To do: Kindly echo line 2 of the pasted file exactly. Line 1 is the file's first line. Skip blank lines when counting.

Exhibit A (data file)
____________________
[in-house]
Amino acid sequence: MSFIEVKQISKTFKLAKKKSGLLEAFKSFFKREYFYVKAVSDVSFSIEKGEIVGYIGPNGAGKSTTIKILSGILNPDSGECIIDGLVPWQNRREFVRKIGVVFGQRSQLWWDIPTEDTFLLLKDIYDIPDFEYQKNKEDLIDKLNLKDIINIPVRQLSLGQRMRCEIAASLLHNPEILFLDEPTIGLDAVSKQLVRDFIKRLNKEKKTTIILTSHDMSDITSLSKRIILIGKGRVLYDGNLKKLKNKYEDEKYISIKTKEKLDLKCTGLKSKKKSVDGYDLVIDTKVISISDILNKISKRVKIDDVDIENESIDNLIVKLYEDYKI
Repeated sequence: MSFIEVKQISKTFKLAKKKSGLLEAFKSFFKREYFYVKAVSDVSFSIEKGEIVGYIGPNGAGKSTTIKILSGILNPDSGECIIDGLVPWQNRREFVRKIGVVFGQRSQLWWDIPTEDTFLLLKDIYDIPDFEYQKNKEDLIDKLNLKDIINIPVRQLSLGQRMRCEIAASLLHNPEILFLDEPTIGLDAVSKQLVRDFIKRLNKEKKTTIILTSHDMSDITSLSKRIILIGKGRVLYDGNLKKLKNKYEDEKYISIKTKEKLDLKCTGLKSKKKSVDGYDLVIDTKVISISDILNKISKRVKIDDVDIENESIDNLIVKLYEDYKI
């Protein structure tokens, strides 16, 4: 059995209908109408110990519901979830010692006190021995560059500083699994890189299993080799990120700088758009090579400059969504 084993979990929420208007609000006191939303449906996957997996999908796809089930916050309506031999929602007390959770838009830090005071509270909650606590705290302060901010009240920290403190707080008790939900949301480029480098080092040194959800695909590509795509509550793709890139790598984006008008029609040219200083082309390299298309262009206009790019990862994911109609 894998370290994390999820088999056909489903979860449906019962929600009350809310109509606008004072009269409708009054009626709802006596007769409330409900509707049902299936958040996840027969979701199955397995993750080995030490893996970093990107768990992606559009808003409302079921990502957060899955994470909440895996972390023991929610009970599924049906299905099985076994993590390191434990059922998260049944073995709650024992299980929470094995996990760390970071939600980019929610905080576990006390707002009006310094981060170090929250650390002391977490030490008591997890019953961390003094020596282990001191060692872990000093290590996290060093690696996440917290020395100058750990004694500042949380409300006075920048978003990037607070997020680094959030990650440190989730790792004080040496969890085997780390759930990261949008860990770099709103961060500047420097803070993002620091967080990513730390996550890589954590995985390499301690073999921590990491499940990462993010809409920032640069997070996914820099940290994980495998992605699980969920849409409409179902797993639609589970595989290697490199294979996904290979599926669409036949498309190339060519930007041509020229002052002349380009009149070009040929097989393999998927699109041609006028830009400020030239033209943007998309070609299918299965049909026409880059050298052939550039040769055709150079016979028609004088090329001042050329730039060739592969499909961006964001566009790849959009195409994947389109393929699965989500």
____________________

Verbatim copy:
Amino acid sequence: MSFIEVKQISKTFKLAKKKSGLLEAFKSFFKREYFYVKAVSDVSFSIEKGEIVGYIGPNGAGKSTTIKILSGILNPDSGECIIDGLVPWQNRREFVRKIGVVFGQRSQLWWDIPTEDTFLLLKDIYDIPDFEYQKNKEDLIDKLNLKDIINIPVRQLSLGQRMRCEIAASLLHNPEILFLDEPTIGLDAVSKQLVRDFIKRLNKEKKTTIILTSHDMSDITSLSKRIILIGKGRVLYDGNLKKLKNKYEDEKYISIKTKEKLDLKCTGLKSKKKSVDGYDLVIDTKVISISDILNKISKRVKIDDVDIENESIDNLIVKLYEDYKI